Hampton watches the two young ladies, naked, climb out of the pool, and shake out their long hair.  Hampton sighs heavily.  Well, they're almost naked.

"The Quad City River Bandits might still be for sale.  Minor league baseball in Davenport Iowa.
I don't know.?  I don't feel the excitement, Boston.  Really?

"Ice Hockey?" says Newport. "Hampton, we got it, the Ducks.  Ice Hockey.  $260 million.  That's close."

"Too cold," says Hampton.  "All that ice.  Warmth, that's why I live here in Vegas, come on."

"Milwaukee Bucks, basketball, $258 million.  It's a small market.  That might be fun.  We can do that."

"Cold, Newport.  Don't like cold.  Get something cheaper, a lot warmer, and I don't want to do any work.  I've done my heavy lifting, collecting rents all my life.  Excitement, Newport, and not too far from this chair, and my martinis."

He blows smoke.

"Remember, we want TV where they show the owners in the owners box."

"What about soccer?  A growing sport. There's excitement there, right?  Probably get one of them English teams cheap, gotta be round $200 million."

"WHAT?" says Newport.

"Manchester United,  $1.8 billion?  BILLION?  Liverpool, $822 million. New Castle United?  Never heard of them.  Hey, they're only $315 million?"

Then to Hampton, "You like soccer?" says Newport.

Hampton shrugs. "There's a ball and they kick it around, right. How come they're so expensive?"

GQ in a tux drops off  his Martini.

"Chennai Super Kings, part of the Indian Premier Cricket League, in the $50 million range.  Indian cricket? That could be fun, no?" 

"Newport, we're two really rich old guys, and you're telling me all we can afford is some cricket team in the middle of India. India?  Isn't that close to Afghanistan?  Oh boy."

"You'd think $250 million would get us on TV. We're poor, Hampton.  Boston, we got all this money and we can't find anything exciting.  Sorry, my man.  Call me if you find something cheap, and please, don't lose that book."

Newton hangs up.  "Know what he said? Go over to Santa Anita and pick up a $10,00 claimer, probably a lot more exciting than some Billion dollar football team."

Hampton watches the two young ladies, naked, wave from the other side of the pool. Matter of fact they are naked.  He sighs very very heavily.

Then he slowly gets up, gulps downs the martini, and walks toward the door. "Come on, Newport."

"See you later, guys." say the naked ladies, real friendly.  

Where we going?" says Newport.

"We're going to Santa Anita, to see a man about a horse, but first I gotta see if I can get my dollar bill back."

Sunday, January 22, 2012


"Welcome back," says Duluth. "This is 2012 Super Bowl XLVI. I'm Duluth St Paul, along with All-Pro Tackle Dayton Toledo, with Madison Fond du Lac down on the side lines."

"Two minute warning. What a game. What a game.  It's 31 to 27 Patriots."

"That's right, Duluth, 27 unanswered points by the 49ers." 

"Well, Duluth," says Dayton. "We're down to the last 2 minutes."

"With Alex Smith out, taken off on a stretcher, hit low, a knee put him out.  It's Kaepernick, Colin Kaepernick, now at quarterback, rookie out of Nevada-Reno.  It'll be 3rd down and 12 for the 49ers, on their own 33. Field goal's not going to do it.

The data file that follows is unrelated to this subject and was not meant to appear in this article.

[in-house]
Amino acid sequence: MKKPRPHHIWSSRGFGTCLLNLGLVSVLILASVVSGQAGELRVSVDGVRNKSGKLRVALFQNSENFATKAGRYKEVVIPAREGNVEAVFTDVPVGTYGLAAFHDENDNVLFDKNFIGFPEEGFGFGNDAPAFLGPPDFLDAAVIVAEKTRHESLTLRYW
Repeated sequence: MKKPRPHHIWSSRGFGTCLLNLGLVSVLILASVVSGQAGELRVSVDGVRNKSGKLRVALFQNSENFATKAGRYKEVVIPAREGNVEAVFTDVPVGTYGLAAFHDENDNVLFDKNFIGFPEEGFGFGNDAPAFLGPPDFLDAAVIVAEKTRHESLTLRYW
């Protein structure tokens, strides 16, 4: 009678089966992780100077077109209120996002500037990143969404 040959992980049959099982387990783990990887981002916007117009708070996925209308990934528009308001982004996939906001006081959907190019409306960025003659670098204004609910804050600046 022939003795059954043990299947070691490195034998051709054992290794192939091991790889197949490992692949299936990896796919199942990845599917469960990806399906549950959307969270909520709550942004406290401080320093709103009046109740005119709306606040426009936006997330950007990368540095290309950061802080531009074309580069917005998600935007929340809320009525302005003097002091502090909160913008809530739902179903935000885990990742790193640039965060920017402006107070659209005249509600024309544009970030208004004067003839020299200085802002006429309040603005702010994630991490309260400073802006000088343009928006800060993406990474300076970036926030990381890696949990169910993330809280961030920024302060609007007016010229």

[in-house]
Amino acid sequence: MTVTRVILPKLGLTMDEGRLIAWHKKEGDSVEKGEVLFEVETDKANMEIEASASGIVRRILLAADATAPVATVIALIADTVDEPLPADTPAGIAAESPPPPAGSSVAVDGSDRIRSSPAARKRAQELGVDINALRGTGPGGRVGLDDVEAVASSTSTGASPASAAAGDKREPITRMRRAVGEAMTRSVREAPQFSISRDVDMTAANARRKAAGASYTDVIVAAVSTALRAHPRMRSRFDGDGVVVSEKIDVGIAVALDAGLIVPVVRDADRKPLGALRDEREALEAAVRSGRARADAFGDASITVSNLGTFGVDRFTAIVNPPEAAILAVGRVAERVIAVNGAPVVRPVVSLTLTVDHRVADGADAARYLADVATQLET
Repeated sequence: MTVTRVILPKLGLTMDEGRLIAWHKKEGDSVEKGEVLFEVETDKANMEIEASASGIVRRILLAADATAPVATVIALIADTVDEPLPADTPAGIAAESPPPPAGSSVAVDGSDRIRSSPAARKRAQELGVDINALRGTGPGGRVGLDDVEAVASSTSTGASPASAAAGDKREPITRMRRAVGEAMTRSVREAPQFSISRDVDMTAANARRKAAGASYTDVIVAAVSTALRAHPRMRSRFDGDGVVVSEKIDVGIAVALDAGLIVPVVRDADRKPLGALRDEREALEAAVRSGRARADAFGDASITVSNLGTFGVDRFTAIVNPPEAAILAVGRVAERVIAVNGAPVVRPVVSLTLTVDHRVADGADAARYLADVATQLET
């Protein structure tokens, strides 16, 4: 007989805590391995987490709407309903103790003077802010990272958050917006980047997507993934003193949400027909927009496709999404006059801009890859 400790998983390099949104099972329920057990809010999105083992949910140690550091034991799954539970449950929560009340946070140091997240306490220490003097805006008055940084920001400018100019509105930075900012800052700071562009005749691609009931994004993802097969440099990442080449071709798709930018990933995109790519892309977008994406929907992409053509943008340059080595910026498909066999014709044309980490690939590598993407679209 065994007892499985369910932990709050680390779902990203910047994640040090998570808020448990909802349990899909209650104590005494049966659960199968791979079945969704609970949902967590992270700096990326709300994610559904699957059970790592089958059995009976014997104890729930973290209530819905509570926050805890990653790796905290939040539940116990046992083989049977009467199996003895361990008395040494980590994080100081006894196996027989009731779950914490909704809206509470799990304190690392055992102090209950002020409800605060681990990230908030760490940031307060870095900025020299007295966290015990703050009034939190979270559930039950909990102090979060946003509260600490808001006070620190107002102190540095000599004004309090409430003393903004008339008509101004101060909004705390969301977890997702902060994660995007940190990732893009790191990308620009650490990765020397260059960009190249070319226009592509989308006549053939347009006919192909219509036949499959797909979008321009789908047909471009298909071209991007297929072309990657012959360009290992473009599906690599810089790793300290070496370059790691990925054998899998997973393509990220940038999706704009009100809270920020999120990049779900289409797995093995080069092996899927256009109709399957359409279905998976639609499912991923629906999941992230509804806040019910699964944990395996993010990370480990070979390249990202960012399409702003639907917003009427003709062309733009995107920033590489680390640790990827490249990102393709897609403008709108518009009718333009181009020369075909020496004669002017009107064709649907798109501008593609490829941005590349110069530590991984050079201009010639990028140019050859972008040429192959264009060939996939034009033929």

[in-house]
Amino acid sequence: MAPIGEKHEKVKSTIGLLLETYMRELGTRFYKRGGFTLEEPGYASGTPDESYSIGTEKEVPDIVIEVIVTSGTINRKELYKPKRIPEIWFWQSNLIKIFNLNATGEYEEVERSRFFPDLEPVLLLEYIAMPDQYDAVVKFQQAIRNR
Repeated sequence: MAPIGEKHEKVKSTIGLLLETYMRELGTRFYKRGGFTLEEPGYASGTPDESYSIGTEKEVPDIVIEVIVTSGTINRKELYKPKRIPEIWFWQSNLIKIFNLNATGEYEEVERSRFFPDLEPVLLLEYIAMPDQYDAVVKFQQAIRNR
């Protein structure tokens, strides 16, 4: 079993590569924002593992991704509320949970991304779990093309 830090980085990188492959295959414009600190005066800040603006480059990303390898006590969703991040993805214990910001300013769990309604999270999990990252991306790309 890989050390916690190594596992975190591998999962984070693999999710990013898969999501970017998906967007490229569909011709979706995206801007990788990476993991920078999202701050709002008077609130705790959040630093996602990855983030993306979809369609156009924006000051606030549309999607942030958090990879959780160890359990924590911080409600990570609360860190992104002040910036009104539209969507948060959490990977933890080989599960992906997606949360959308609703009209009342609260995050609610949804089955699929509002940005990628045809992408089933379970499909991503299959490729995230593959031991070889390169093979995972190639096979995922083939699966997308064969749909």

"Okay, here we go.  Kaepernick all alone in the back field, he's got it, looks right and passes. Kyle Crabtree...he has it...caught at the 50,  in bounds...a gain'S HE DOING? He's pitched it off to Vernon Davis... a terrific block from Daniel Kilgore...50 yard line... Davis brought down...good tackle by Christian Cox the Patriot's 45.  A gain of 22, for the 49ers."

"What a risky play," says Dayton. "A hand off like that.  Anything can go wrong.  But a Super Bowl play."  

"First and ten for the 49ers. Now, neither team has a time out left.  But a field goal is not going to do it, anyway.  They need a score."

"Too many bad challenges by Jim Harbaugh, used up their time outs. Yep, 49ers need to score."

"And look...there goes T.O. again on the side lines, pacing at the far end of the sideline, arms out, begging to be sent into the game.  Holding his head.  He was added to the team, so he could bolster the 49ers offense.  Got a last minute reprieve from his contract with the Allen Texas Wranglers."

"But Harbaugh hasn't used him yet." said Dayton.  "T.O. sure seems ready.  He's always kept himself in shape." 

"OK. First and ten for the 49ers, with the clock ticking 1:30, 29, 28. 
Kaepernick, shotgun, has it, in the pocket, looks left.  He moves left out of the pocket, and is caught...sacked...sacked...HE'S DOWN,  Shaun Ellis coming from the right side, unblocked. 
It's hared to get up after a hit like that.  He has to shake it off. There was nobody open.  Loss of four.  Patriots had everyone covered.  Everyone."

"And there goes Terrell Owens again. Waving at the coach. I can hear him up here."

T.O. yells,  "I'm ready Coach. I gotta play."

"49ers are quickly up to the line, with 1.03 left.  Second down and 14 from the Patriots 49.  Play action, hand off to Gore, pounding up the middle, breaks a tackle, down to the Patriot's 41.  A gain of 8. 

The clock ticks.

"Running the ball," says Dayton. "What are the 49ers thinking?   Field goal's no good.  Maybe the element of surprise?  I don't know.  They got to get something down the field. Time is of the essence, guys."

"Okay, second down and 2 from the the New England 41.  Kaepernick under center, Frank Gore  behind him. Play action.  Roll out...looking,  looking...throws...intercepted...INTERCEPTED.  Anderson, Mark Anderson at the 20.  He's running, slips a tackle, spins...still on his feet, stiff arm, he's sprinting toward the far side line...and is pushed out of bounds."

"No.  NO," says Dayton.  "Fumble."